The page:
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Article

Alan Powers

(Irving Jeffrey)

(b Haiphong, French Indo-China [now Vietnam], Oct 16, 1900; d Rodmersham, Kent, Nov 8, 1979).

English illustrator and author. From 1905 he grew up in England, becoming a professional artist in 1926 after part-time study at the Westminster School of Art, London. He became known as an illustrator of genre scenes in a variety of media, often with a comic Victorian flavour. He was best known for illustrated stories, the first of which, Little Tim and the Brave Sea-captain (Oxford, 1936), was followed by numerous imaginative and popular children’s books and by many other illustrated books. Baggage to the Enemy (London, 1941) reflected his appointment in 1940 as an Official War Artist, recording the German invasion of France, and the North African and Italian campaigns. His freelance career continued after the war with a steady production of illustrative and ephemeral work in an instantly recognizable style that relied on ink line and delicate washes.

The Young Ardizzone: An Autobiographical Fragment (London, 1970) Diary of a War Artist...

Article

Atsushi Tanaka

(b Osaka, Oct 13, 1887; d Ashiya, Hyōgo Prefect., Feb 13, 1931).

Japanese painter and illustrator. He distinguished himself in painting at middle-school. In 1907 he entered the department of Nihonga (Japanese-style) painting at the Tokyo School of Fine Art and later transferred to the department of Yōga (Western-style) painting. After graduating in 1914 he returned to Osaka and continued to paint. In 1919 he entered his first exhibited work in the 6th Nikakai (Second Division Society) show. The painting, the N Family, received the Chogyū Prize. In the Nikakai exhibition of 1920 his portrait of the Young Girl Omme received the Nika Prize.

In 1921–2 Koide made his first trip to the West, travelling to Paris and Berlin and throughout southern France. This led to him abandoning his early style, which had been characterized by rigid compositions and dark tonalities, in favour of a more even, stronger brush style with a lighter palette; his works became lighter in spirit. In 1923...

Article

Jeremy Howard

[Nadezhda] (Nikolayevna)

(b Ulaan Baatar, Mongolia, Jan 31, 1952; d Moscow, March 6, 1969).

Russian illustrator and graphic designer. The phenomenon of Nadya Rusheva arose as the result of the exploitation of a child talent and the demand for positive achievements that accorded with the Soviet myth. Her death at the age of 17 from a brain haemorrhage acted as a final sad chord in her cultural role. Her first drawings became known in 1964 when the Moscow intellectual elite was seeking an embodiment of Nikita Khrushchov’s political thaw. She exhibited in the offices of the famous opposition periodical Yunost’ (‘Youth’). She produced over 10,000 works in a number of series, most of which were essentially the line illustrations of a gifted, developing child for the classics from world literature. This work, created mostly in ink, felt-tip pen and crayon, was inspired by the amateur illustrations of 19th- and 20th-century writers, most notably Aleksandr Pushkin and Antoine de Saint-Exupéry. Typical of her most mature work was her illustration of ...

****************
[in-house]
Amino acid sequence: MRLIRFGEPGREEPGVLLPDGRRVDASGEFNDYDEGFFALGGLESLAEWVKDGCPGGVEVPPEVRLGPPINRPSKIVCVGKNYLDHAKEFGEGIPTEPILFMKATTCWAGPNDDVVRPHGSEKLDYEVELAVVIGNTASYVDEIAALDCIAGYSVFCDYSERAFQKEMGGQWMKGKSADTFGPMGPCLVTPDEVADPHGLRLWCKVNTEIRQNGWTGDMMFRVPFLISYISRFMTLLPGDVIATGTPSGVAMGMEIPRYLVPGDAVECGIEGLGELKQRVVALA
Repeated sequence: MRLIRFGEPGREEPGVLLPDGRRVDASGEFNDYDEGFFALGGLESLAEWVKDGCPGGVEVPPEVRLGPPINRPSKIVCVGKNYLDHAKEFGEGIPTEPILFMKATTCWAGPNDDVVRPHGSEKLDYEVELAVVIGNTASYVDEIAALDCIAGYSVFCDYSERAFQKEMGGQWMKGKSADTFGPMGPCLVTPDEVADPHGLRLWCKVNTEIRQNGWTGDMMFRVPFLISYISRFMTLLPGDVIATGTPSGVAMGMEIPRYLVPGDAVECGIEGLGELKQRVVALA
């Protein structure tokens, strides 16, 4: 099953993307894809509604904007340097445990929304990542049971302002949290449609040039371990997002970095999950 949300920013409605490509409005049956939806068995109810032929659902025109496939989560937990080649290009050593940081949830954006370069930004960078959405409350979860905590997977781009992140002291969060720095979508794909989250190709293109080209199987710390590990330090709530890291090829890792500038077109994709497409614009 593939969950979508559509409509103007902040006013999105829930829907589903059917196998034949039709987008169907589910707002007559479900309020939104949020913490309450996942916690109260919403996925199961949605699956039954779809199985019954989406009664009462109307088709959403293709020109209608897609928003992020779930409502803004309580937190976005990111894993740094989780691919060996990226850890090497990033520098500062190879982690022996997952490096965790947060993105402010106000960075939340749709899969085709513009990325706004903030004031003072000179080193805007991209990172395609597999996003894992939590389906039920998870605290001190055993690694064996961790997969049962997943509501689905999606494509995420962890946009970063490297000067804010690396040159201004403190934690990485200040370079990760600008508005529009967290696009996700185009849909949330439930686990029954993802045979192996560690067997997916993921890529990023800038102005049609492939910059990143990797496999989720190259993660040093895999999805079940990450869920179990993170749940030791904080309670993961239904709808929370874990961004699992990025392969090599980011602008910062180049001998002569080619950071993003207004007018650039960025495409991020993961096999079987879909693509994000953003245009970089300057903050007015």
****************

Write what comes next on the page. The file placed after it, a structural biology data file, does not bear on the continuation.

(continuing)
Article

James Cahill

revised by Vyvyan Brunst

[Ch’eng Shih-fa; Cheng Tong; Ch’eng T’ung]

(b Songjiang County, Shanghai Municipality, 1921; d Shanghai, Jul 17, 2007).

Chinese painter and illustrator. By his own account Cheng was determined from an early age to become a painter. Although his father died when Cheng was nine, support from relatives enabled him to enter the Shanghai Academy of Fine Arts in 1938, where he was trained in the traditional disciplines of landscape and bird-and-flower painting. He also took an interest in the work of modern Chinese masters. Following graduation, he worked briefly in a bank before joining the Shanghai Art Publishing Agency in 1952 as an illustrator. His assignments included New Year paintings and drawings for editions of short stories. Among his first successes was a series of plates for a contemporary edition of the 18th-century satirical classic Rulin waishi (“The scholars”) by Wu Jingzi, which in 1959 won a medal at the Leipzig International Book Exhibition (Eng. trans., Yang Hsien-yi and G. Yang, The Scholars, Beijing, 1957). However, his most impressive early achievement was a set of illustrations for another classic, Lu Xun’s ...